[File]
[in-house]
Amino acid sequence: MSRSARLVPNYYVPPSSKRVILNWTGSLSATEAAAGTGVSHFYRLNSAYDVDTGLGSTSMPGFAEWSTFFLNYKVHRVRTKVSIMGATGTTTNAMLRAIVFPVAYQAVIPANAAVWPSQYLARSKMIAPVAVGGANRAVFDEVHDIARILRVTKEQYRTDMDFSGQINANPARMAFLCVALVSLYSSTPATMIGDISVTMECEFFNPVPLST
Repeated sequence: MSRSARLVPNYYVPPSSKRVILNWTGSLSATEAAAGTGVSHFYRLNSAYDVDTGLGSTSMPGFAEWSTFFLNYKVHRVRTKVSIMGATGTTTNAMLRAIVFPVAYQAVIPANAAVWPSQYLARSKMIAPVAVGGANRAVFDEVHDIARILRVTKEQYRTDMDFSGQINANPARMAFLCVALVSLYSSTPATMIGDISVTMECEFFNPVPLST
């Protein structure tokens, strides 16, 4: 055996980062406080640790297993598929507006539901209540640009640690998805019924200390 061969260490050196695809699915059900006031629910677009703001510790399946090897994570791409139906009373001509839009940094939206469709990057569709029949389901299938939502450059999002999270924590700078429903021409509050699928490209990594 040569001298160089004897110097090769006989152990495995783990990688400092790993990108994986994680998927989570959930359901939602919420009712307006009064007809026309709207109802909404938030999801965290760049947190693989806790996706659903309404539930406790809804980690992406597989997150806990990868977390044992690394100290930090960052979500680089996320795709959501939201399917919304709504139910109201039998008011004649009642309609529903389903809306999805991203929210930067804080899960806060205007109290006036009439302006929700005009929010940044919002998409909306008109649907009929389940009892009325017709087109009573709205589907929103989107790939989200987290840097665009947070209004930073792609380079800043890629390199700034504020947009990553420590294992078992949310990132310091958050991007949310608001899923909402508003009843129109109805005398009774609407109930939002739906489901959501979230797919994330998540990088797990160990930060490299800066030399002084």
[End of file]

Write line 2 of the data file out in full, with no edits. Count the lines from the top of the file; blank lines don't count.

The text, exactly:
Amino acid sequence: MSRSARLVPNYYVPPSSKRVILNWTGSLSATEAAAGTGVSHFYRLNSAYDVDTGLGSTSMPGFAEWSTFFLNYKVHRVRTKVSIMGATGTTTNAMLRAIVFPVAYQAVIPANAAVWPSQYLARSKMIAPVAVGGANRAVFDEVHDIARILRVTKEQYRTDMDFSGQINANPARMAFLCVALVSLYSSTPATMIGDISVTMECEFFNPVPLST